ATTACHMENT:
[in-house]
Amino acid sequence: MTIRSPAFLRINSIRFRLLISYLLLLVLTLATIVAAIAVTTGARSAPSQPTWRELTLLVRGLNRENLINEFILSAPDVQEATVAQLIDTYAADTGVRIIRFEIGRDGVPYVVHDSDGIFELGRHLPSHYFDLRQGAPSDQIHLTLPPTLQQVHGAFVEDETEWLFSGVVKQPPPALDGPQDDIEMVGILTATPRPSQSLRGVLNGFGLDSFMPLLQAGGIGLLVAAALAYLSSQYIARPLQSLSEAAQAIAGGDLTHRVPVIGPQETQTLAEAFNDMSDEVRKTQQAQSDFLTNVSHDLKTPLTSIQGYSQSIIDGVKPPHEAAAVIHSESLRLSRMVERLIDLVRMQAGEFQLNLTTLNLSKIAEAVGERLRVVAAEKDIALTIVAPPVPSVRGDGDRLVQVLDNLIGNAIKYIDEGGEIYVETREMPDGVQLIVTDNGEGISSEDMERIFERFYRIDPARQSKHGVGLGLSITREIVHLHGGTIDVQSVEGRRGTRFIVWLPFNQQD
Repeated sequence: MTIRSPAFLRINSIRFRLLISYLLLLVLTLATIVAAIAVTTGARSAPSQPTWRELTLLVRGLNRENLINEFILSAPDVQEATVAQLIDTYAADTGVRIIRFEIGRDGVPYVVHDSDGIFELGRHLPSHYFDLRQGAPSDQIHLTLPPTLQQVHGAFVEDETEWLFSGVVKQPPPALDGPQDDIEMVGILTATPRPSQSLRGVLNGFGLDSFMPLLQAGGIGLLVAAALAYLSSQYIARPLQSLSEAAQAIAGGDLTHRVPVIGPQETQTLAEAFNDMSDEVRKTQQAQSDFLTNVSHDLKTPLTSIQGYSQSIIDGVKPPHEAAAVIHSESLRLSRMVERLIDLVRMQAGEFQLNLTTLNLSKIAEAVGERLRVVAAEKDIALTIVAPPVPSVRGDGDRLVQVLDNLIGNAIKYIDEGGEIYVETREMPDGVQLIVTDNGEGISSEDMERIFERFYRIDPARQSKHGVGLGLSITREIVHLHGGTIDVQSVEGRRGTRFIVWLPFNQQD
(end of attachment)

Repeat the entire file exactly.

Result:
[in-house]
Amino acid sequence: MTIRSPAFLRINSIRFRLLISYLLLLVLTLATIVAAIAVTTGARSAPSQPTWRELTLLVRGLNRENLINEFILSAPDVQEATVAQLIDTYAADTGVRIIRFEIGRDGVPYVVHDSDGIFELGRHLPSHYFDLRQGAPSDQIHLTLPPTLQQVHGAFVEDETEWLFSGVVKQPPPALDGPQDDIEMVGILTATPRPSQSLRGVLNGFGLDSFMPLLQAGGIGLLVAAALAYLSSQYIARPLQSLSEAAQAIAGGDLTHRVPVIGPQETQTLAEAFNDMSDEVRKTQQAQSDFLTNVSHDLKTPLTSIQGYSQSIIDGVKPPHEAAAVIHSESLRLSRMVERLIDLVRMQAGEFQLNLTTLNLSKIAEAVGERLRVVAAEKDIALTIVAPPVPSVRGDGDRLVQVLDNLIGNAIKYIDEGGEIYVETREMPDGVQLIVTDNGEGISSEDMERIFERFYRIDPARQSKHGVGLGLSITREIVHLHGGTIDVQSVEGRRGTRFIVWLPFNQQD
Repeated sequence: MTIRSPAFLRINSIRFRLLISYLLLLVLTLATIVAAIAVTTGARSAPSQPTWRELTLLVRGLNRENLINEFILSAPDVQEATVAQLIDTYAADTGVRIIRFEIGRDGVPYVVHDSDGIFELGRHLPSHYFDLRQGAPSDQIHLTLPPTLQQVHGAFVEDETEWLFSGVVKQPPPALDGPQDDIEMVGILTATPRPSQSLRGVLNGFGLDSFMPLLQAGGIGLLVAAALAYLSSQYIARPLQSLSEAAQAIAGGDLTHRVPVIGPQETQTLAEAFNDMSDEVRKTQQAQSDFLTNVSHDLKTPLTSIQGYSQSIIDGVKPPHEAAAVIHSESLRLSRMVERLIDLVRMQAGEFQLNLTTLNLSKIAEAVGERLRVVAAEKDIALTIVAPPVPSVRGDGDRLVQVLDNLIGNAIKYIDEGGEIYVETREMPDGVQLIVTDNGEGISSEDMERIFERFYRIDPARQSKHGVGLGLSITREIVHLHGGTIDVQSVEGRRGTRFIVWLPFNQQD